Despite the disappointments of last season, the Reds also had some wonderful surprises. I wanted to try to illustrate this graphically, and this was the best I could come up with. I didn't always agree with PECOTA's projections, but they were generally close enough to my expectations that they seemed to make a good comparison. Observations:
- The amazing seasons by Ross, Aurilia, and Hatteberg really pop out at you. Aurilia and Hatteberg had both had one of those rare, late-career surges that came close to matching anything they'd done in previous seasons, while Ross almost certainly had his career season last year after starting the season as the #3 catcher.
- Phillips' season doesn't look quite as good, but his streakiness as well as his AVG-heavy batting line resulted in a season that wasn't quite as good as I think most of us remember it being.
- Freel was right in line with his previous seasons. He shows up as a mild surprise here because PECOTA didn't like him last year (it's a bit better this year).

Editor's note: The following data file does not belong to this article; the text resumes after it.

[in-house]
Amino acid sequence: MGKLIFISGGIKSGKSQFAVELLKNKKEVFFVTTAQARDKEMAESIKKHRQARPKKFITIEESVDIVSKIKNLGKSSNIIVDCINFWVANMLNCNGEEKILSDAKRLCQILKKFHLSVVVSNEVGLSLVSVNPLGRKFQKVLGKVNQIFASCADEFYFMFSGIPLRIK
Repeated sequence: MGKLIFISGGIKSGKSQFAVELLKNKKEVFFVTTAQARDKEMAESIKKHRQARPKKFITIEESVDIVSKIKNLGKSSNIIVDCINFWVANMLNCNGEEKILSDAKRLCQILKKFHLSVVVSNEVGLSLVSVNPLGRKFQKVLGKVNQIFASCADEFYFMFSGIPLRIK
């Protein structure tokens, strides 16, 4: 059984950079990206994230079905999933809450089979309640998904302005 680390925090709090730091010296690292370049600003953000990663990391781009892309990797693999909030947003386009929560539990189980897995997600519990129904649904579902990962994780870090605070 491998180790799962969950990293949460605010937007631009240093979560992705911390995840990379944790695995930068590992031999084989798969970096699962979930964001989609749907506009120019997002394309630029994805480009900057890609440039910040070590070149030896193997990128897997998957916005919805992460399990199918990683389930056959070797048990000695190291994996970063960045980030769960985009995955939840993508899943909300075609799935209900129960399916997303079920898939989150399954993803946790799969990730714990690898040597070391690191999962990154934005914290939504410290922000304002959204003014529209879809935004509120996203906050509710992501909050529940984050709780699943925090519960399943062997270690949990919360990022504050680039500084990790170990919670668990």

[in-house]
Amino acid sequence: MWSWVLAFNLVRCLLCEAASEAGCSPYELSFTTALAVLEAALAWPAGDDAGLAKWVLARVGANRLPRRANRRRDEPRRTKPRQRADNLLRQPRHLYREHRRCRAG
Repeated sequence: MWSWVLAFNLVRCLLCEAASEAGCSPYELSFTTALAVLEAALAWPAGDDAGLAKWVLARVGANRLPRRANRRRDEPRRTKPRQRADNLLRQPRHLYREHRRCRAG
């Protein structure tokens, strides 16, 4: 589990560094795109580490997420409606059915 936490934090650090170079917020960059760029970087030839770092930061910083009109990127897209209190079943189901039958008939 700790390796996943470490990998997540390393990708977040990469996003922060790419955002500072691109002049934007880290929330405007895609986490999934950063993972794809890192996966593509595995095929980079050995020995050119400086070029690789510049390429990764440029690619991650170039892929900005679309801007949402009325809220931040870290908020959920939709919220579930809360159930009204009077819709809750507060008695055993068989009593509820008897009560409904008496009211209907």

- The enormously disappointing seasons by Griffey, Dunn, and LaRue are glaring in this graph.
Line indicates a perfect match between actual OPS and OPS predicted by batted-ball data from last season.
I'll finish up with this graph, which I'll use to try to explain some of the variation we saw last season.
- PrOPS has been a stat that I've grown increasingly infatuated with after I spent part of my wife's child labor reading about it while we were waiting in the delivery room last May (no joke--she wanted me out of her hair, and I happened to have the Hardball Times 2006 Annual with me).